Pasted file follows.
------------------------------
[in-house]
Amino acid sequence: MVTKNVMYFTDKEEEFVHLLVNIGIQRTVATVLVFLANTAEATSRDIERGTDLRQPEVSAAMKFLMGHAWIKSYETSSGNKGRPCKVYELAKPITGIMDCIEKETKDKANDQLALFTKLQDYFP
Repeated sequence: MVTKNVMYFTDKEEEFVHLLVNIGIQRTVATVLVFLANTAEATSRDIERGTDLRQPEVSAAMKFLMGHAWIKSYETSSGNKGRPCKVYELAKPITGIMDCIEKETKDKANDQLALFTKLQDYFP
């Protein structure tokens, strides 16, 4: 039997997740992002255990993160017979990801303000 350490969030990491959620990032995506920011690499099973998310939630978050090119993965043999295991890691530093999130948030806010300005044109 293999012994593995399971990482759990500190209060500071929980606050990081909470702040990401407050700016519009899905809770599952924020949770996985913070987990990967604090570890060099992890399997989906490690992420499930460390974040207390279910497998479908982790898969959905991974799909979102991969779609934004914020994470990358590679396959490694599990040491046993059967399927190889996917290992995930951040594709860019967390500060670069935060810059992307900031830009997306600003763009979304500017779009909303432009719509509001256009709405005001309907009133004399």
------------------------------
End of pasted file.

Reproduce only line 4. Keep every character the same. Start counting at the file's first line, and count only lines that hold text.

């Protein structure tokens, strides 16, 4: 039997997740992002255990993160017979990801303000 350490969030990491959620990032995506920011690499099973998310939630978050090119993965043999295991890691530093999130948030806010300005044109 293999012994593995399971990482759990500190209060500071929980606050990081909470702040990401407050700016519009899905809770599952924020949770996985913070987990990967604090570890060099992890399997989906490690992420499930460390974040207390279910497998479908982790898969959905991974799909979102991969779609934004914020994470990358590679396959490694599990040491046993059967399927190889996917290992995930951040594709860019967390500060670069935060810059992307900031830009997306600003763009979304500017779009909303432009719509509001256009709405005001309907009133004399």